A Christian Approach to Depression

A Christian Approach to Depression

A Christian Approach to Depression

It is the Lord who goes before you. He will be with you; He will not leave you or forsake you. Do not fear or be dismayed” (Deuteronomy 31:8 ESV).

God has blessed us with the Living Word known as the Holy Bible.   We can turn to the Bible for advice and instruction for our worries and problems.  Some may feel that the Bible is too old to be relevant today.  However, many, if not all, of our issues of today are essentially the same as when Jesus walked the earth.  We learn from Ecclesiastes 1:9, “What has been will be again, what has been done will be done again; there is nothing new under the sun.”

One of the most prevalent problems facing our society today is depression.  Antidepressant prescribing has risen nearly 400% since 1988, according to data from the Centers for Disease Control and Prevention (CDC).  The story of Elijah in 1 Kings 18-19 is a fascinating example of how God dealt with His servant when he was depressed.

Elijah means “The LORD is my God,” and as a prophet he adamantly shared God’s message and warnings.  The Jews were turning to false gods, and he shared his warning.  “Elijah came near to all the people, and said, “How long will you waver between the two sides? If Yahweh is God, follow him; but if Baal, then follow him” (1 Kings 18:21).

In 1 Kings 19 we read of Elijah fleeing from the evil Jezebel.  She was the wife of Ahab, King of Israel.  Elijah was overcome with depression and requested that he might die, and said, “It is enough. Now, O Yahweh, take away my life; for I am not better than my fathers” (1 Kings 19:4).

Elijah was so frightened by Jezebel’s threat to kill him that he flees to Mt. Horeb (Sinai).  He takes rest under a broom tree and the word of the Lord came to him and asked, “What are you doing here, Elijah” (1 Kings 19:9)?  God is omniscient and clearly knew what Elijah was doing, but He was modelling for us how to help a depressed person.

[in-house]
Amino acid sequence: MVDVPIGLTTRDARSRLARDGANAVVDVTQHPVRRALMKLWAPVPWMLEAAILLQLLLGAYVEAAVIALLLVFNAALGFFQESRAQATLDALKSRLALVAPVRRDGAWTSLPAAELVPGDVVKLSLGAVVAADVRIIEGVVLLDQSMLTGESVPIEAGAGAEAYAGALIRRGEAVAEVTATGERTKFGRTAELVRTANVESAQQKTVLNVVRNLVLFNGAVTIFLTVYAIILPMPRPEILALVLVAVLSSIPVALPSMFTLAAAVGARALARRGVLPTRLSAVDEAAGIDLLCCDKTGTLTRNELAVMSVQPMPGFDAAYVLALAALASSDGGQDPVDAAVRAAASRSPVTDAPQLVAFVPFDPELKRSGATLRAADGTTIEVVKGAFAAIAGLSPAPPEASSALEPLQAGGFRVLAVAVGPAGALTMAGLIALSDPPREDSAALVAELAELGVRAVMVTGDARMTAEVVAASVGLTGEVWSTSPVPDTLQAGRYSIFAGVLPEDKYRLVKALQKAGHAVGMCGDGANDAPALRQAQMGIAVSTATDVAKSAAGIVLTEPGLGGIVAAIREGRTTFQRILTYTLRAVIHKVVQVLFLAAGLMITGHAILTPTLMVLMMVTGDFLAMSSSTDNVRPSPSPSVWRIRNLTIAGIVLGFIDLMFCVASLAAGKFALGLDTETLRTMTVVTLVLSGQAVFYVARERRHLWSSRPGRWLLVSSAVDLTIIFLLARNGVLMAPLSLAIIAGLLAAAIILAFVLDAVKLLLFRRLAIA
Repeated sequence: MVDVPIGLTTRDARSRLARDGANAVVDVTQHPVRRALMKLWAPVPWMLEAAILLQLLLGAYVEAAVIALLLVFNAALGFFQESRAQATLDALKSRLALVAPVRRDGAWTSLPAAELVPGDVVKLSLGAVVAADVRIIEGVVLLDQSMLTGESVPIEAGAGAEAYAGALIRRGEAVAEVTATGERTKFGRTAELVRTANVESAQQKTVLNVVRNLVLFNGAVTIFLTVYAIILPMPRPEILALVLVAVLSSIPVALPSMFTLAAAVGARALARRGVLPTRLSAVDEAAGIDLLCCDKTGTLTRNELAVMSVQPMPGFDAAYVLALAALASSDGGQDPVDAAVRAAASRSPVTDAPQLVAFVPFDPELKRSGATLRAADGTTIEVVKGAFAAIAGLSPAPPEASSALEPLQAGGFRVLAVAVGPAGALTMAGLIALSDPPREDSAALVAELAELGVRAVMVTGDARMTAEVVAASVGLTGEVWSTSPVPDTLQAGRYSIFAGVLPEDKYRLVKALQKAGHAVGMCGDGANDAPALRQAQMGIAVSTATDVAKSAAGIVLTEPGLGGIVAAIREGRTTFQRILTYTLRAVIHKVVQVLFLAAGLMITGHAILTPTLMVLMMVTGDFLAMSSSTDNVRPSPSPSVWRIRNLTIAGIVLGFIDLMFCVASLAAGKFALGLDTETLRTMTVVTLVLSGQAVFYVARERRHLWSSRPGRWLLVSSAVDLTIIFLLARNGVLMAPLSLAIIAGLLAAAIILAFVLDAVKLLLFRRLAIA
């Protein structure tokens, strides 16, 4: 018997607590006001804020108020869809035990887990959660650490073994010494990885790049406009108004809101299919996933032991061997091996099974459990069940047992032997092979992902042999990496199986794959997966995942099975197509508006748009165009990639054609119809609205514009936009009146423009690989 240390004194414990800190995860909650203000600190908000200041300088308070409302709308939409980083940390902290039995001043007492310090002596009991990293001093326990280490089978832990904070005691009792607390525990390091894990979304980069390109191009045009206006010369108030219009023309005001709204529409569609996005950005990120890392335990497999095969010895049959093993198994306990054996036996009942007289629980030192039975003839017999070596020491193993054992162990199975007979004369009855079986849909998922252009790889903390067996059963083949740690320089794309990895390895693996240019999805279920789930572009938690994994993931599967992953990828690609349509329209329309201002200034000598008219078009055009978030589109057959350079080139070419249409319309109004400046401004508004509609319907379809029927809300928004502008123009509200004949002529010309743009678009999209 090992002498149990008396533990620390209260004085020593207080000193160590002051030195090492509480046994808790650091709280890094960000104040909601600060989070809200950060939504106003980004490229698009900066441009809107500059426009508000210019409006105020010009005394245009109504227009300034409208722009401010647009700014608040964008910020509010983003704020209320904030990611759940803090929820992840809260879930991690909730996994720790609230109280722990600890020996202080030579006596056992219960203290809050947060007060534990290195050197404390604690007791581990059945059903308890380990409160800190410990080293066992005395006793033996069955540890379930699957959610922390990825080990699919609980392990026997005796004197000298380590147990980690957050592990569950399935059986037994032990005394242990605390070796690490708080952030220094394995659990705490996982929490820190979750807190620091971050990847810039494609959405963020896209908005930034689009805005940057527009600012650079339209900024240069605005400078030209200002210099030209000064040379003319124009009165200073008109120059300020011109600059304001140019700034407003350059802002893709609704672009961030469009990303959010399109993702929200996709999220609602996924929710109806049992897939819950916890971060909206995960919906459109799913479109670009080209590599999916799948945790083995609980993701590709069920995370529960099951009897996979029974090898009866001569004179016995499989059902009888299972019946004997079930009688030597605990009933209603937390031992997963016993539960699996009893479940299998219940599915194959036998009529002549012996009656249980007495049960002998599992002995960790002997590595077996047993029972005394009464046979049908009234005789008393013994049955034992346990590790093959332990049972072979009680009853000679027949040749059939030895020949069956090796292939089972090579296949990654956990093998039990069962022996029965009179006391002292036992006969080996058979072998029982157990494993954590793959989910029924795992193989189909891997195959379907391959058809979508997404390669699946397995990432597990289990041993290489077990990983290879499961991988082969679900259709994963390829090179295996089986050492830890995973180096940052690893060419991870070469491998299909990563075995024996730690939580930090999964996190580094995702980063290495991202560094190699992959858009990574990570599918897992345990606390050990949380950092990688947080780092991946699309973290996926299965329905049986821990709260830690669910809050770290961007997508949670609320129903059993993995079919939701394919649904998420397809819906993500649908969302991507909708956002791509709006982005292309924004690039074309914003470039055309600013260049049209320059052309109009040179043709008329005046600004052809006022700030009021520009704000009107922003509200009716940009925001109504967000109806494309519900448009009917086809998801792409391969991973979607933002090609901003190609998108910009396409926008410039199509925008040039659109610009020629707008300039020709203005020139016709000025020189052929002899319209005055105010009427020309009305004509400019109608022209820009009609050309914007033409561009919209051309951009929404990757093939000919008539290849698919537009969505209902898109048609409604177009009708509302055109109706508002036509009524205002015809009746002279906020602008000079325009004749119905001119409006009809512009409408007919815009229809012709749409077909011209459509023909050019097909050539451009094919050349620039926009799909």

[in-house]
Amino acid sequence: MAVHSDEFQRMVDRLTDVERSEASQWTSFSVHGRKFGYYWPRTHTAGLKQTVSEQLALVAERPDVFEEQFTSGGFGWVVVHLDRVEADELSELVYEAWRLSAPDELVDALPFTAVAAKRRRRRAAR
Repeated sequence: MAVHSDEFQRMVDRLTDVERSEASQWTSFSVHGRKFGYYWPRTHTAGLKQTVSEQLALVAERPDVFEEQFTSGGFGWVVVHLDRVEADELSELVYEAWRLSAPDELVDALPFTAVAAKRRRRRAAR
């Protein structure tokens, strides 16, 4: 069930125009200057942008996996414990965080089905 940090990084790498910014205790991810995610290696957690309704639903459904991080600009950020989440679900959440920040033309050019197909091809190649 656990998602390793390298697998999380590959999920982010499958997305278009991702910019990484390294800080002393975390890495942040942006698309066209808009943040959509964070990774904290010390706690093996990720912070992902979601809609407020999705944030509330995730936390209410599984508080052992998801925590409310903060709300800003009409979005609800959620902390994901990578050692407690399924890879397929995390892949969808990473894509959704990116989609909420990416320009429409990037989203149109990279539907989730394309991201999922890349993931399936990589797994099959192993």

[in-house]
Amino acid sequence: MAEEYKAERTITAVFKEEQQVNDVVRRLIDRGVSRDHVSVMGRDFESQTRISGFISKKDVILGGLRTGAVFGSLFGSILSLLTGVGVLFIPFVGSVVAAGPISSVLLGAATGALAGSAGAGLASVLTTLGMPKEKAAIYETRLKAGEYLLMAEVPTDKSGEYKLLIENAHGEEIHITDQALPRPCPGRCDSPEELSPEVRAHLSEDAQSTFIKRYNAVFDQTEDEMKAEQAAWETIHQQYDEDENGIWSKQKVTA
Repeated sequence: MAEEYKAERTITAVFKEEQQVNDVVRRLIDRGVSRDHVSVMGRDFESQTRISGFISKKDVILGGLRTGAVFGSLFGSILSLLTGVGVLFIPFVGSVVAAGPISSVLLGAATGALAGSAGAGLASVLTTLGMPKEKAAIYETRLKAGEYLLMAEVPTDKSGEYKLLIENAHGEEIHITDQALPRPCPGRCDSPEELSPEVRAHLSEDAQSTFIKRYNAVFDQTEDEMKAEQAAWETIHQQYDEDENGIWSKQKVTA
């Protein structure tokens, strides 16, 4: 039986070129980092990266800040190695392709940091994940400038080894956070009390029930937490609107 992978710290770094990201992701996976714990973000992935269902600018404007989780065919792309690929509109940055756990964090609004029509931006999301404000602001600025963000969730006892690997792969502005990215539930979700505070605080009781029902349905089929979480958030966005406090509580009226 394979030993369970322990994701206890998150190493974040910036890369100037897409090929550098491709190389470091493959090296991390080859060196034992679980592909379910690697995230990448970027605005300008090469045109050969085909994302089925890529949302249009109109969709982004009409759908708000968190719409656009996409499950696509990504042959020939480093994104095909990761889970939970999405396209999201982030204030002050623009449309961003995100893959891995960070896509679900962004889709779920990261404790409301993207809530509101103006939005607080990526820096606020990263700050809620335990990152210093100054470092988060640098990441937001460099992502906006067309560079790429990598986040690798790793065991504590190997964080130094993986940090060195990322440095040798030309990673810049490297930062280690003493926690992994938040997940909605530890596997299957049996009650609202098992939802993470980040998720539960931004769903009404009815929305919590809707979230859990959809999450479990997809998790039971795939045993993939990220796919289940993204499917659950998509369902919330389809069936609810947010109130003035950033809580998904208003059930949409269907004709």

God met him where he was.  He did not wait for Elijah to come to Him.

He asked questions and listened.  The questions were crafted to lead to self-examination.  God did not offer quick answers.  God’s actions were in accordance with James 1:19.  “Everyone should be quick to listen, slow to speak and slow to become angry.”

We should be mindful of people that are disappointed because if disappointment is left unresolved it will lead to discouragement which is a step away from depression.  The pharmaceutical industry has done tremendous things for people.  However, I encourage us all to be proactive and seek out our brothers and sisters that are disappointed and turn them toward the lift of Christ and away from the darkness that leads to depression.

Prayer:  If someone reading this is in need of help, please provide it.  If someone reading this is not in need of help, open their eyes to the disappointment, discouragement, and depression that is present all around us and help them to meet those in need wherever they are in need.  Help us to show your love by being present and quick to listen.  Amen.

Meet the Author

Todd Shupe is a Men’s Ministry Specialist through the General Commission of United Methodist Men and is in training to be a Certified Lay Minister through the Louisiana Conference of the United Methodist Church. He currently serves as the President of the Baton Rouge District of United Methodist Men and is a Board Member for Gulf South Men and serves on the Action Team for The Kingdom Group. He is a volunteer for the Walk to Emmaus, Grace Camp, and Iron Sharpens Iron. Todd resides in Baton Rouge, Louisiana.

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